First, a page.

Bidoun Mix #4 is an interview with — and mixtape from — author-editor Ma’n Abu Taleb:
In it, Abu Taleb, the author of All the Battles (translated by Robin Moger), talks about the music magazine Ma3azef, which he helped found in 2012. As Bidoun writes: “Authoritative, adventurous, and voracious, Ma3azef has pioneered close reading and long-form critical writing on music new and old.”
Abu Taleb talks about the state of music writing pre-Ma3azef:
Some of the newspapers did write about music, but it sounded like your dad trying to describe a meme. There was an unbridgeable gap, culturally and generationally, between the people who were making the music and the people writing about it. Journalists who knew very little about what was going on in the world, musically, still felt entitled to pronounce judgement on new music. Mostly moral judgement — calling it misguided and so on.
And also how they decided to cultivate new music writing for the magazine:
We’ve found it difficult to work with writers who have been through the system, who’ve worked for the major newspapers and magazines — even younger writers — because of this attitude. This was one of the main reasons we started a music writing school a few years ago. It’s been huge for us. We do it online because it allows us to reach a very wide group of people — in Gaza, Syria, Saudi — who may not be able to travel.
Also the negative impact on some NGO-ification of certain sectors of the music sphere:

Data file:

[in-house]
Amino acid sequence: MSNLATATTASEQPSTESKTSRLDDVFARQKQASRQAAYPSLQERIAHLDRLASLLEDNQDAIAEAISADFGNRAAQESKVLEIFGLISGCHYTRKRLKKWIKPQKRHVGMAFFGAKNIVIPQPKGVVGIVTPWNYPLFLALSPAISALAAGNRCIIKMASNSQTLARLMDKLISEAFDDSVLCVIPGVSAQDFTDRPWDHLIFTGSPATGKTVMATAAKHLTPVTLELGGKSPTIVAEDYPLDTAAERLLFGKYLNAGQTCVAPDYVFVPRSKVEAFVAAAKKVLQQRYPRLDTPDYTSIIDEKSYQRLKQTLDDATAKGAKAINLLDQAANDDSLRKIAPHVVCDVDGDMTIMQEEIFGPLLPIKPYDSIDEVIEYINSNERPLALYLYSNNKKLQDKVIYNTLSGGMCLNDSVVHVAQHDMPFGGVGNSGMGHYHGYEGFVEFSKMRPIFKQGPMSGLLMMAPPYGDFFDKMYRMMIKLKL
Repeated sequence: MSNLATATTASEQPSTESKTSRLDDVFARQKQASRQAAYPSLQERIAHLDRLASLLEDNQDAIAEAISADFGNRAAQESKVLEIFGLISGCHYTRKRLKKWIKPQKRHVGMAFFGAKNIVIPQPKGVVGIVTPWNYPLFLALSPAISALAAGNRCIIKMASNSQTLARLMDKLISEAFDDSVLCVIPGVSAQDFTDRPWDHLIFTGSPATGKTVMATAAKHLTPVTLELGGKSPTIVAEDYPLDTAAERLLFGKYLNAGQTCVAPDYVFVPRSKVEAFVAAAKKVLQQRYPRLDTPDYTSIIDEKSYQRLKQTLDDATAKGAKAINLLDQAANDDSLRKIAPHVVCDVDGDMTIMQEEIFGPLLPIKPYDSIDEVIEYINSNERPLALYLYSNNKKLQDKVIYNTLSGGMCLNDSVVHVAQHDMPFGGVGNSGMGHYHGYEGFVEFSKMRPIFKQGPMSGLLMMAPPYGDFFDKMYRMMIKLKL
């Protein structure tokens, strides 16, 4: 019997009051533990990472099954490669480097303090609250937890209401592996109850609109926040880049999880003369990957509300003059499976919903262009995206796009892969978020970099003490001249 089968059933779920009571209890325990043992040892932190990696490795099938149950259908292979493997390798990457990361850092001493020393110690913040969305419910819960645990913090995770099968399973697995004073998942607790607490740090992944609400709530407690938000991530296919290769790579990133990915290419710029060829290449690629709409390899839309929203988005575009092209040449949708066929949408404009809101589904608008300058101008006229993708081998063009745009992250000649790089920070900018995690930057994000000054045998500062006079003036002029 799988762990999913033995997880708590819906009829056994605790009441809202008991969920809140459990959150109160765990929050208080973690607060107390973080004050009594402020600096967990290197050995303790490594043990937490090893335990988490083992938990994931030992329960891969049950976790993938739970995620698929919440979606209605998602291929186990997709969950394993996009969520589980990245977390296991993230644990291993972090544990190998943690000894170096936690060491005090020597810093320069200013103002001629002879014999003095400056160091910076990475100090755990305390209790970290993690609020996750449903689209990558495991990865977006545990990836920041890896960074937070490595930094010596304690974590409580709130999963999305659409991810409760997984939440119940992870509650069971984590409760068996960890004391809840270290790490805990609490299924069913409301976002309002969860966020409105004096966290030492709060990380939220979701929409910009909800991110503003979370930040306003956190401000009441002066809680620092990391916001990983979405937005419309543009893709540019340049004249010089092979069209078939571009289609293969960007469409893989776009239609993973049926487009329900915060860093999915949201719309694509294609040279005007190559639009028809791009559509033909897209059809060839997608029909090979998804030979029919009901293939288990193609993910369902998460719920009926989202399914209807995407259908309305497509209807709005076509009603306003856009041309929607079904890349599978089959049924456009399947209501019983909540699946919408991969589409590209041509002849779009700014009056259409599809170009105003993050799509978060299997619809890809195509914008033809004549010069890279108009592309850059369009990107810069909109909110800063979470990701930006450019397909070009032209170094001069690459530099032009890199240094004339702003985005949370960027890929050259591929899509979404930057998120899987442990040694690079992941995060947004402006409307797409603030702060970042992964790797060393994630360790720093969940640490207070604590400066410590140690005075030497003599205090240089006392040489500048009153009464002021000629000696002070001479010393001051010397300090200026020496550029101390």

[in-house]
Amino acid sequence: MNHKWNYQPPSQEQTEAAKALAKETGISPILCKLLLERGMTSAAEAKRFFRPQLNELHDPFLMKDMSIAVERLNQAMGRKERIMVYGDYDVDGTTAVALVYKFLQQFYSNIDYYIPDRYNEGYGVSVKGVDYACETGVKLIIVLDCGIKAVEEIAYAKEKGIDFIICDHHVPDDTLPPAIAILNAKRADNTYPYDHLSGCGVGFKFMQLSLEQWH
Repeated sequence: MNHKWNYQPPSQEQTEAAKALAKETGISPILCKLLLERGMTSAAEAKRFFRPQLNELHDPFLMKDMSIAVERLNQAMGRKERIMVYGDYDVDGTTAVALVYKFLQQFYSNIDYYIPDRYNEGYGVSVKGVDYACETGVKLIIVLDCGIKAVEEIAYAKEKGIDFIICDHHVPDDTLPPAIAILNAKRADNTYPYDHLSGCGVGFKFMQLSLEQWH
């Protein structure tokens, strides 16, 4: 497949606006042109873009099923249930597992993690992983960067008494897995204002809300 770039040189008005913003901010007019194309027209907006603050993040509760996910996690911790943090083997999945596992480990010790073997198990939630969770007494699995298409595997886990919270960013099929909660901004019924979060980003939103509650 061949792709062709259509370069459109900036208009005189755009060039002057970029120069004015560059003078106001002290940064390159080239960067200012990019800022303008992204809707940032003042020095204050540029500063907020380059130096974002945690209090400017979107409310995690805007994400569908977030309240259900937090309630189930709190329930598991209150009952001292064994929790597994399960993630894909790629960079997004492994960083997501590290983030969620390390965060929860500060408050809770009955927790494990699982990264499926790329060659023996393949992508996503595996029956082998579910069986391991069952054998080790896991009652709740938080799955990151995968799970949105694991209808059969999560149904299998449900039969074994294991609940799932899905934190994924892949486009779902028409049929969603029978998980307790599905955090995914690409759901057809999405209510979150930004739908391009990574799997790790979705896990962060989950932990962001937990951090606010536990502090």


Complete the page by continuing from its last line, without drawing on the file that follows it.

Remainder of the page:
There’s a brilliant rap scene in Palestine. I mean, I listen to a lot of rap. I follow what’s happening in the US closely — the New York scene, the Atlanta scene, Chicago. And honestly, I listen to some of these people who are making music in Palestine right now with the same enjoyment, if not more. People like El Saleb Wahad crew, and BLTNM. But you never hear about them outside Palestine. You hear about rappers who write songs about, you know, honor killings. I mean, who’s that supposed to be for? This is becoming a big issue in the region — music sponsored by NGOs and human rights organizations. It’s a sinister and worrying trend. You know the Egyptian rapper, Zap Tharwat? His last album is quite bad — give it a listen yourself, if you like — but it is worrying because there’s a clear and crude anti-radicalization message. The lyrics might as well have been written by some executive at the World Bank.
Anyhow, you can just read the whole interview at Bidoun.